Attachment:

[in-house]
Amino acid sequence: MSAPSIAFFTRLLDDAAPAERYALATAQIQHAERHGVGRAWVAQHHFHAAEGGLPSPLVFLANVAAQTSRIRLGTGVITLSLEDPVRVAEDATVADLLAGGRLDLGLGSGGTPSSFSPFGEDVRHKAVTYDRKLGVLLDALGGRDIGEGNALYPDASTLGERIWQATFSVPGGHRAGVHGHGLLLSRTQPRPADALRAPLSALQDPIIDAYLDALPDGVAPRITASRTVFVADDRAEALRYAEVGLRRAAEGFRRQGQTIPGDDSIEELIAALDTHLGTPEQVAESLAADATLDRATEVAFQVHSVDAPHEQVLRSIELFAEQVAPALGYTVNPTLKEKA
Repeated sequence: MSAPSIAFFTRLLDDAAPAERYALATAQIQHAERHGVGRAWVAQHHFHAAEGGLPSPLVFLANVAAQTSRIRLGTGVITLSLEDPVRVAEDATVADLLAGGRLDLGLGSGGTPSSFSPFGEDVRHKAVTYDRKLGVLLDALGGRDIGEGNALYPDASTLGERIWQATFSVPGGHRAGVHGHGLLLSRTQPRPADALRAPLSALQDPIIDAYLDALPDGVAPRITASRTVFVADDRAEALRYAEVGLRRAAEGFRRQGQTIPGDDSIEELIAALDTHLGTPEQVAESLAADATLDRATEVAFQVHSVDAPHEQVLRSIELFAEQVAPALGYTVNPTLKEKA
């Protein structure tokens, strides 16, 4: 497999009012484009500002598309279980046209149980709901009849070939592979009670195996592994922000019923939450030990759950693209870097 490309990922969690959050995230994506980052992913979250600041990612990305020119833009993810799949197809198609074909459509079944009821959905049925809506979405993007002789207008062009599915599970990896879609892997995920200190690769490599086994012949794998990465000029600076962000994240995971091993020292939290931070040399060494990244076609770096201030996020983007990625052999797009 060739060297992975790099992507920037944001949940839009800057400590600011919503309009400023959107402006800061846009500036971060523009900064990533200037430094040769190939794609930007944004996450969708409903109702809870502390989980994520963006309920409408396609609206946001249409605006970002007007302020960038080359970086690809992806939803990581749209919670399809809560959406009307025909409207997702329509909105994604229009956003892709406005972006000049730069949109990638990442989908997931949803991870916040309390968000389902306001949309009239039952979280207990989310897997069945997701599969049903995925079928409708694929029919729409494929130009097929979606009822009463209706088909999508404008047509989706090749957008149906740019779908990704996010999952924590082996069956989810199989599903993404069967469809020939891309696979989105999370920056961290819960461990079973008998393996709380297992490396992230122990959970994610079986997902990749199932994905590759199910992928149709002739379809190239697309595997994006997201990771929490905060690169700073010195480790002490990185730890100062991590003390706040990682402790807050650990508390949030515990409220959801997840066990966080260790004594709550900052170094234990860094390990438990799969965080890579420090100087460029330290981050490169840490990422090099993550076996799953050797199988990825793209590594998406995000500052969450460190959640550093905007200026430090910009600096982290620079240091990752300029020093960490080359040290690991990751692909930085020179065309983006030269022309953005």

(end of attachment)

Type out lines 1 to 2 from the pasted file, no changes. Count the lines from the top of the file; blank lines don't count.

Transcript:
[in-house]
Amino acid sequence: MSAPSIAFFTRLLDDAAPAERYALATAQIQHAERHGVGRAWVAQHHFHAAEGGLPSPLVFLANVAAQTSRIRLGTGVITLSLEDPVRVAEDATVADLLAGGRLDLGLGSGGTPSSFSPFGEDVRHKAVTYDRKLGVLLDALGGRDIGEGNALYPDASTLGERIWQATFSVPGGHRAGVHGHGLLLSRTQPRPADALRAPLSALQDPIIDAYLDALPDGVAPRITASRTVFVADDRAEALRYAEVGLRRAAEGFRRQGQTIPGDDSIEELIAALDTHLGTPEQVAESLAADATLDRATEVAFQVHSVDAPHEQVLRSIELFAEQVAPALGYTVNPTLKEKA